This trip was so much fun! I highly recommend the Yucatan. There are enough wild areas left for it to feel exotic and to see plenty of things you won't see at home. It is easy to get there. It is easy to get around. We did everything with a regular car, an SUV was not needed. The food is so good. You can find reasonably priced hotels if you get out of the tourist areas. There are not the safety issues you have in other parts of Mexico. The people were wonderful! This would be a great first trip to the tropics. If you have any questions please let me know. Thanks for sharing our trip. I can't wait for the next one!

Photos-
http://www.flickr.com/photos/sngcanary/sets/72157638365698434/

Bird List-
Yellow-throated Euphonia      
Orange Oriole                 
Yellow-tailed Oriole          
Great-tailed Grackle          
Melodious Blackbird           
Gray-throated Chat            
Red-throated Ant-Tanager      
Red-crowned Ant-Tanager       
Summer Tanager                
Rose-throated Tanager         
Black-headed Saltator         
Black-throated Green Warbler  
Magnolia Warbler              
Northern Parula               
Cape May Warbler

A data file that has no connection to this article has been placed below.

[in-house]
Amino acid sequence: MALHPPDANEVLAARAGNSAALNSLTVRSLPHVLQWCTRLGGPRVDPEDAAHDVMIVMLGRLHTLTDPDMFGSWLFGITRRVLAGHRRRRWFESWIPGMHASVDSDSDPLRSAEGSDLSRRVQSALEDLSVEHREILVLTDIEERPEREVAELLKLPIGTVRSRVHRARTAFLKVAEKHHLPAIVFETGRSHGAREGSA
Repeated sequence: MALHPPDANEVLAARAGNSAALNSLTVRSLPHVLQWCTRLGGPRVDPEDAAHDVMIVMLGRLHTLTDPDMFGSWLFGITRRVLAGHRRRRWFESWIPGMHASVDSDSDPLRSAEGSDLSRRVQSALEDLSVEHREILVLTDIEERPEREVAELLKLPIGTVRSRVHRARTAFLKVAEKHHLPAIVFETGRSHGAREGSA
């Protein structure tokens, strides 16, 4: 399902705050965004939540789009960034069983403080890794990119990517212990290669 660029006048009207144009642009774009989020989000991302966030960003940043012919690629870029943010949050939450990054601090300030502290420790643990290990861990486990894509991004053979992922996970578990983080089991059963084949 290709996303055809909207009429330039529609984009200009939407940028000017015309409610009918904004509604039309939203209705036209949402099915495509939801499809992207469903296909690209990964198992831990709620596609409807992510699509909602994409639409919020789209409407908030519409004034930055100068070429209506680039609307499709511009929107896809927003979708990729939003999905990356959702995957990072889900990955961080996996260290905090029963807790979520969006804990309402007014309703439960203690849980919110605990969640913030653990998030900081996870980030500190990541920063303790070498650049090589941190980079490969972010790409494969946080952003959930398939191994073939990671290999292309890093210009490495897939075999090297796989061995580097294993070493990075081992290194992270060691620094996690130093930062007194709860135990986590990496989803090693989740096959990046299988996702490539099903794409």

American Redstart             
Hooded Warbler                
Common Yellowthroat           
Tennessee Warbler             
Black-and-white Warbler       
Tropical Mockingbird          
Tropical Gnatcatcher          
White-bellied Wren            
Spot-breasted Wren            
Yucatan Jay                   
Green Jay                     
Yellow-throated Vireo         
White-eyed Vireo              
Rose-throated Becard          
Masked Tityra                 
Tropical Kingbird             
Social Flycatcher             
Great Kiskadee                
Bright-rumped Attila          
Eye-ringed Flatbill           
Northern Beardless-Tyrannulet 
Ivory-billed Woodcreeper      
Tawny-winged Woodcreeper      
Olivaceous Woodcreeper        
Pale-billed Woodpecker        
Golden-olive Woodpecker       
Belted Kingfisher             
Ringed Kingfisher             
Gartered Trogon               
White-bellied Emerald         
Wedge-tailed Sabrewing        
Squirrel Cuckoo               
White-winged Dove             
Eurasian Collared-Dove        
Rock Pigeon                   
Ruddy Crake                   
Roadside Hawk                 
Turkey Vulture                
Black Vulture                 
Green Heron                   
Cattle Egret                  
Little Blue Heron             
Snowy Egret                   
Great Egret                   
Great Blue Heron              
Pied-billed Grebe